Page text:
“Where’s the measuring tape? Did you move it?”
“I didn’t touch it.”
“Must have been the Tomte.”
“Who ate the last piece of gingerbread.”
“The Tomtenisse, then.”
The Norwegian Nisse, the Swedish Tomtenisse or Tomte, and the Finnish Tonttu are always convenient when something is missing, though they also are credited with bringing good luck sometimes. Mostly though, they were seen as tricksters. My favorite story about the Nisse was one told to me by one of our old neighbors whose Norwegian accent was so strong that even the bears in his stories had accents. “The bear, he went, oomph-ya!”
So the village of Geiranger was beset by a Nisse who was constantly leaving the cattle gate open or letting the sheep loose in the square. He would toss pinecones down the chimney and put vinegar in the lemonade. He made them so unhappy, they decided to just pack up the whole town and move across the fjord to Hellesylt.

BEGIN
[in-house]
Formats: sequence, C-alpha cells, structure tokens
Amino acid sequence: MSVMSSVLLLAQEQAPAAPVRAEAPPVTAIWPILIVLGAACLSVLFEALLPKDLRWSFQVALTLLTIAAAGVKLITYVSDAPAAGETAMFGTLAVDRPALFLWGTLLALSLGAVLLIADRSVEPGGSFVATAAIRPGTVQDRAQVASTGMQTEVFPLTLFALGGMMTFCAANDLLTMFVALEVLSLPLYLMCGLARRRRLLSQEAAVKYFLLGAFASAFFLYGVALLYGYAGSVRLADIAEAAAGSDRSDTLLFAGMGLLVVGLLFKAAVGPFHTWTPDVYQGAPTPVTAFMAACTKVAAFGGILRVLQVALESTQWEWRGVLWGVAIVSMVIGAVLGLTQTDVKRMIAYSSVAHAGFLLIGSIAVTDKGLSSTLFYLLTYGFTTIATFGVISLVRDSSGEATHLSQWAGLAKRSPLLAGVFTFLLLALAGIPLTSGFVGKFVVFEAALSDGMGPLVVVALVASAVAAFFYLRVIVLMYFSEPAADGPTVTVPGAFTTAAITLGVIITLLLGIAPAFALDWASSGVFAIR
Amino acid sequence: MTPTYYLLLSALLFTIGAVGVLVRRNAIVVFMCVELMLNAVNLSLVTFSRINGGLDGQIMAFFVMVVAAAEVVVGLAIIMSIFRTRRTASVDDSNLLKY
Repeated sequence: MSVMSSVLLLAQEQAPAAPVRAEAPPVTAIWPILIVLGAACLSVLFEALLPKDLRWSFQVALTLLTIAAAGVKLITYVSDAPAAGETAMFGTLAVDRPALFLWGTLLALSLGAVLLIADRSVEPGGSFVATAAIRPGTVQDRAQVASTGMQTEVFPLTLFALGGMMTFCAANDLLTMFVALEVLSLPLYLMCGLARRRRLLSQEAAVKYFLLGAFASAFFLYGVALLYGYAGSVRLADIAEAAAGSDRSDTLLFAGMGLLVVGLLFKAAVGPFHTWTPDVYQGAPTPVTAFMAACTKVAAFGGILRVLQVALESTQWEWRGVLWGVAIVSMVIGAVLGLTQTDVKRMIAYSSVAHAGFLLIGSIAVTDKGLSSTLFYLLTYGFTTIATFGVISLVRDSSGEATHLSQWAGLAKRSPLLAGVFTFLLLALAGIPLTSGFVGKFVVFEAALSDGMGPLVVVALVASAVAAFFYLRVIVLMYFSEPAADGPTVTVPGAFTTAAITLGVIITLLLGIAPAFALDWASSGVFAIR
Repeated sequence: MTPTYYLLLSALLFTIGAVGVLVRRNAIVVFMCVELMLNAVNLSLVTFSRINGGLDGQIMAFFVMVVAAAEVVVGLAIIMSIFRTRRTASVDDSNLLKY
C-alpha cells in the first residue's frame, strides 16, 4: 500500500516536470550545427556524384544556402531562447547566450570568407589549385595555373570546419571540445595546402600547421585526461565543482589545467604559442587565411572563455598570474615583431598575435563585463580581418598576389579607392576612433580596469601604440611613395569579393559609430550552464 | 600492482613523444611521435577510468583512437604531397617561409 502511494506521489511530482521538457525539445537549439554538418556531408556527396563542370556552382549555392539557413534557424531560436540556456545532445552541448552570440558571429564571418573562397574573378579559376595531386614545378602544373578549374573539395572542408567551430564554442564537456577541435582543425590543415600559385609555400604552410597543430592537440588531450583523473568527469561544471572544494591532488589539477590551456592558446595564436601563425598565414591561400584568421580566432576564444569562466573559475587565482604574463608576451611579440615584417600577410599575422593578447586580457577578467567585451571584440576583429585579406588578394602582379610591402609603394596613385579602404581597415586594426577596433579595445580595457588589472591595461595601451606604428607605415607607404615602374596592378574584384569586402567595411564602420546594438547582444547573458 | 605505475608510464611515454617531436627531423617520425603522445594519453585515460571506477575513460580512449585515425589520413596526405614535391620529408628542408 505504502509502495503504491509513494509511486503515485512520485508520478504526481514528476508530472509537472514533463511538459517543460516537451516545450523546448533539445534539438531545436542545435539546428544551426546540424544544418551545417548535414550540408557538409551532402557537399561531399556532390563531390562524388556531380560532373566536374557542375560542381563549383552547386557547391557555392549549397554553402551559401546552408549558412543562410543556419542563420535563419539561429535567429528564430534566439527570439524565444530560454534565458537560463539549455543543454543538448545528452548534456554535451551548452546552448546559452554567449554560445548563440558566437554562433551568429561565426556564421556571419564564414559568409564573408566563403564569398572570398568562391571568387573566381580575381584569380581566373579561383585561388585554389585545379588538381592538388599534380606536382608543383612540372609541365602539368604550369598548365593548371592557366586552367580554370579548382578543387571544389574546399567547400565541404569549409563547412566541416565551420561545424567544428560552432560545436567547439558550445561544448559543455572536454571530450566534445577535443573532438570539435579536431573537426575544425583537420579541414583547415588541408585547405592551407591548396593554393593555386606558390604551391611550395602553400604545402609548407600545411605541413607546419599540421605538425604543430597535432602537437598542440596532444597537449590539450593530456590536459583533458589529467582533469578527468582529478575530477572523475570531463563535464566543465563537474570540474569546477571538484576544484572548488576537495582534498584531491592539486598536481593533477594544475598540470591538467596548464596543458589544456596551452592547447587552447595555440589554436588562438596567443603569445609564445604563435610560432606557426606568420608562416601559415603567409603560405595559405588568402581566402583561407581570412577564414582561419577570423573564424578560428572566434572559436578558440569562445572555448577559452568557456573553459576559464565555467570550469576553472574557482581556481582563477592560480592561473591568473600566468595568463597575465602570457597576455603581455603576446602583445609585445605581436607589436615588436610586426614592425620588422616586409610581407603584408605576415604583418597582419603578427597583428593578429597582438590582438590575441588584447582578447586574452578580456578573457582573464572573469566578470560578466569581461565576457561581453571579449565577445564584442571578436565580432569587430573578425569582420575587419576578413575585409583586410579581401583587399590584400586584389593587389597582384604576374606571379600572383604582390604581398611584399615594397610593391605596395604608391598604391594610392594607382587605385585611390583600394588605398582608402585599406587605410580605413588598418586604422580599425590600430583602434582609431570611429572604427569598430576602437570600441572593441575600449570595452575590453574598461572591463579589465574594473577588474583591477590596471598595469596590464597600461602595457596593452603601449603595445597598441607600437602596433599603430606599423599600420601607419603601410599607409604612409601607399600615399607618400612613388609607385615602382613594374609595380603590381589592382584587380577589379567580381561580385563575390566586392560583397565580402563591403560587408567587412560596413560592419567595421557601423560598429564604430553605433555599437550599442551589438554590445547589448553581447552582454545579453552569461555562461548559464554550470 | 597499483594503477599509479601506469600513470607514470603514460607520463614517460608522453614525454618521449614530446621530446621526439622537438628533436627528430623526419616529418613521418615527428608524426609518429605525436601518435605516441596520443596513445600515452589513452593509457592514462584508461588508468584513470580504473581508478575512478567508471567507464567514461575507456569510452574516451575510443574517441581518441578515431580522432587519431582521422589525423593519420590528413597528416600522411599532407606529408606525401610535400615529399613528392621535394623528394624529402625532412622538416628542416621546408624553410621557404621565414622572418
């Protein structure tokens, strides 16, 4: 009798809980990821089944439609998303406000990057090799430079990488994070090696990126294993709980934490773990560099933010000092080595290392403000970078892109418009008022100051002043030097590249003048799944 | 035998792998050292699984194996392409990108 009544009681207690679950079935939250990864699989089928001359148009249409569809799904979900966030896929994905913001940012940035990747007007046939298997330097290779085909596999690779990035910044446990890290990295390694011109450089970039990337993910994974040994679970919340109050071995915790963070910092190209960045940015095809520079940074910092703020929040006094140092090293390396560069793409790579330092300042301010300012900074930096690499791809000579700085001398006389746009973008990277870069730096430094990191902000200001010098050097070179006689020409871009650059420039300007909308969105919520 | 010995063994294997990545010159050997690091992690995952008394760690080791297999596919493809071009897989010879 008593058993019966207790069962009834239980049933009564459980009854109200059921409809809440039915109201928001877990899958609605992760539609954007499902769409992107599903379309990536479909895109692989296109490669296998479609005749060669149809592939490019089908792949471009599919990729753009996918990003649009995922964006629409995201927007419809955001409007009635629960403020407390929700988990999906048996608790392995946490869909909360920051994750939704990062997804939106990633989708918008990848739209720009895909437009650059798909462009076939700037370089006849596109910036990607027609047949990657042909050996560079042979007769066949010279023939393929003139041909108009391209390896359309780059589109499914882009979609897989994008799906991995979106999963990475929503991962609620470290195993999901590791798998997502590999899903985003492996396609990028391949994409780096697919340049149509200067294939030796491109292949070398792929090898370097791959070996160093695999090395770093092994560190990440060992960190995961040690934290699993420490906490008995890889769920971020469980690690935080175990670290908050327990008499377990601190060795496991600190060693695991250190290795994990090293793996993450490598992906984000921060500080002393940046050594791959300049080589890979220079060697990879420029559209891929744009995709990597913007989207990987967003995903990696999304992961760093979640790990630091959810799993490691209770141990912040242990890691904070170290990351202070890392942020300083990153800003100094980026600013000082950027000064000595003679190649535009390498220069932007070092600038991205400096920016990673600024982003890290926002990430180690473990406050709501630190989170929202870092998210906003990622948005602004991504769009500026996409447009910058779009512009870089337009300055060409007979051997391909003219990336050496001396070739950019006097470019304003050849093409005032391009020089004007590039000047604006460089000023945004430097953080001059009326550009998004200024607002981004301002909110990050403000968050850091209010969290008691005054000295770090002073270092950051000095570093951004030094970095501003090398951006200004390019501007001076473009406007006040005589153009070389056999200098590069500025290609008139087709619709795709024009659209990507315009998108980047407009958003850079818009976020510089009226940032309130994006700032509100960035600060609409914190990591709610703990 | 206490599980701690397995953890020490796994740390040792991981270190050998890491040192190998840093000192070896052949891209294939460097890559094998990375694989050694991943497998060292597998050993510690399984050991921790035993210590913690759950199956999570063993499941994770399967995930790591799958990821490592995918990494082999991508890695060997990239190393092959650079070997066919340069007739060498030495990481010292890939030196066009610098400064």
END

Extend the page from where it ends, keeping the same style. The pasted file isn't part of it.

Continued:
And so they did. With great stealth, because Nisse can be anywhere and everywhere, the people of Geiranger put their clothing and household items into barrels, to look like they were going to market. And then one day, as the Nisse was sleeping, they put all their stuff on carts, and drove all their pigs, sheep, and cattle to Hellesylt. The entire town moved in just one day. Every man, woman, child and mouse.
They slept that night, a righteous sleep of relief and exhaustion. It was hard to start over, but they were certain the Nisse, bound to the land, was left behind. But then, when they got up in the morning and went to draw water, who should they see relaxing on the well housing but Nisse, who stretched and smiled, and said, “It’s a fine day for moving.”
Mon Cheri Nisse Greta & Hans Red Rare @ Arcade
Ariskea Winter in Canada Cabin @ Arcade
Kalopsia Metal Deer @ Arcade
Rustica Charles Browne Xmas Tree